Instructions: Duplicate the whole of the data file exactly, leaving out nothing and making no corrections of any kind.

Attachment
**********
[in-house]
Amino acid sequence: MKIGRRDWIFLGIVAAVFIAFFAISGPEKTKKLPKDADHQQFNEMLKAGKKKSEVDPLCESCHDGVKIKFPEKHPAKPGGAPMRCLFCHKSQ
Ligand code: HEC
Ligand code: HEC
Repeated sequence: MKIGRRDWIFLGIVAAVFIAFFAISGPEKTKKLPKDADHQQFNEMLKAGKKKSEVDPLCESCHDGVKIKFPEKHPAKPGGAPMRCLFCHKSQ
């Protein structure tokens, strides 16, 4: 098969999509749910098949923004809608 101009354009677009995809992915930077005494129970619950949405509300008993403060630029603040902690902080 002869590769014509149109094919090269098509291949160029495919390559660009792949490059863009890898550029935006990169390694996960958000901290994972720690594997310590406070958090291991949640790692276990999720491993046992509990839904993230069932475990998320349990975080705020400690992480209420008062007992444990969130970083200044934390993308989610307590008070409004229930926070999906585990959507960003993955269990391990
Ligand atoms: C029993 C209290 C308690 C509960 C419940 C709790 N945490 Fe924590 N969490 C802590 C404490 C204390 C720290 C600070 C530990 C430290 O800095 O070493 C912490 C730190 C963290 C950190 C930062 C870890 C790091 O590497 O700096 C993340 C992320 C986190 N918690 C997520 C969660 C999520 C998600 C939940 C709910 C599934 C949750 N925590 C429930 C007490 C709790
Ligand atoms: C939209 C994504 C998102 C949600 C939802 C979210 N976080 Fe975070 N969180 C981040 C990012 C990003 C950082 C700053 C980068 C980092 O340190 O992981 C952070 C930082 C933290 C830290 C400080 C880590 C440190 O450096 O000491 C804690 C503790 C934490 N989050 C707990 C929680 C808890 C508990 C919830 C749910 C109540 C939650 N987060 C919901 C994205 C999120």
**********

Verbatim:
[in-house]
Amino acid sequence: MKIGRRDWIFLGIVAAVFIAFFAISGPEKTKKLPKDADHQQFNEMLKAGKKKSEVDPLCESCHDGVKIKFPEKHPAKPGGAPMRCLFCHKSQ
Ligand code: HEC
Ligand code: HEC
Repeated sequence: MKIGRRDWIFLGIVAAVFIAFFAISGPEKTKKLPKDADHQQFNEMLKAGKKKSEVDPLCESCHDGVKIKFPEKHPAKPGGAPMRCLFCHKSQ
């Protein structure tokens, strides 16, 4: 098969999509749910098949923004809608 101009354009677009995809992915930077005494129970619950949405509300008993403060630029603040902690902080 002869590769014509149109094919090269098509291949160029495919390559660009792949490059863009890898550029935006990169390694996960958000901290994972720690594997310590406070958090291991949640790692276990999720491993046992509990839904993230069932475990998320349990975080705020400690992480209420008062007992444990969130970083200044934390993308989610307590008070409004229930926070999906585990959507960003993955269990391990
Ligand atoms: C029993 C209290 C308690 C509960 C419940 C709790 N945490 Fe924590 N969490 C802590 C404490 C204390 C720290 C600070 C530990 C430290 O800095 O070493 C912490 C730190 C963290 C950190 C930062 C870890 C790091 O590497 O700096 C993340 C992320 C986190 N918690 C997520 C969660 C999520 C998600 C939940 C709910 C599934 C949750 N925590 C429930 C007490 C709790
Ligand atoms: C939209 C994504 C998102 C949600 C939802 C979210 N976080 Fe975070 N969180 C981040 C990012 C990003 C950082 C700053 C980068 C980092 O340190 O992981 C952070 C930082 C933290 C830290 C400080 C880590 C440190 O450096 O000491 C804690 C503790 C934490 N989050 C707990 C929680 C808890 C508990 C919830 C749910 C109540 C939650 N987060 C919901 C994205 C999120």